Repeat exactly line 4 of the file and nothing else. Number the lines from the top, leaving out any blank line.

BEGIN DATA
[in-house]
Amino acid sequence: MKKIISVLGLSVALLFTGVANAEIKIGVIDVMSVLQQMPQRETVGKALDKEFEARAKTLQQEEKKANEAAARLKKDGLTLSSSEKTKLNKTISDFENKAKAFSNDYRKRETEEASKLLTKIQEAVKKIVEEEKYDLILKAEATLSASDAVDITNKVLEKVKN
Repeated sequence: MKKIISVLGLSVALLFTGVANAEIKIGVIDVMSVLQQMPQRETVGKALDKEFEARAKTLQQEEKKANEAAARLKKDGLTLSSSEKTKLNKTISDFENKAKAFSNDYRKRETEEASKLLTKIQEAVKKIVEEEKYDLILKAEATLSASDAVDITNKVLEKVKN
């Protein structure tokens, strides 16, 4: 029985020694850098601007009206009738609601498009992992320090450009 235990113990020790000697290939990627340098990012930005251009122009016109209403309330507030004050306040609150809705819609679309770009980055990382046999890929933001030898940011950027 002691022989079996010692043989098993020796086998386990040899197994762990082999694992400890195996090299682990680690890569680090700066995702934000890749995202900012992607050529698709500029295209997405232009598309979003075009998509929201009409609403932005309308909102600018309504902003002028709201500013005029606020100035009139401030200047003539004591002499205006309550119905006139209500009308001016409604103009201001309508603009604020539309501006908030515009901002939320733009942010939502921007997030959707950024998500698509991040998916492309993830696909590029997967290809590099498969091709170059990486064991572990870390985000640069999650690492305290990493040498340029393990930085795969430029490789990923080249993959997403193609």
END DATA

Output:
């Protein structure tokens, strides 16, 4: 029985020694850098601007009206009738609601498009992992320090450009 235990113990020790000697290939990627340098990012930005251009122009016109209403309330507030004050306040609150809705819609679309770009980055990382046999890929933001030898940011950027 002691022989079996010692043989098993020796086998386990040899197994762990082999694992400890195996090299682990680690890569680090700066995702934000890749995202900012992607050529698709500029295209997405232009598309979003075009998509929201009409609403932005309308909102600018309504902003002028709201500013005029606020100035009139401030200047003539004591002499205006309550119905006139209500009308001016409604103009201001309508603009604020539309501006908030515009901002939320733009942010939502921007997030959707950024998500698509991040998916492309993830696909590029997967290809590099498969091709170059990486064991572990870390985000640069999650690492305290990493040498340029393990930085795969430029490789990923080249993959997403193609």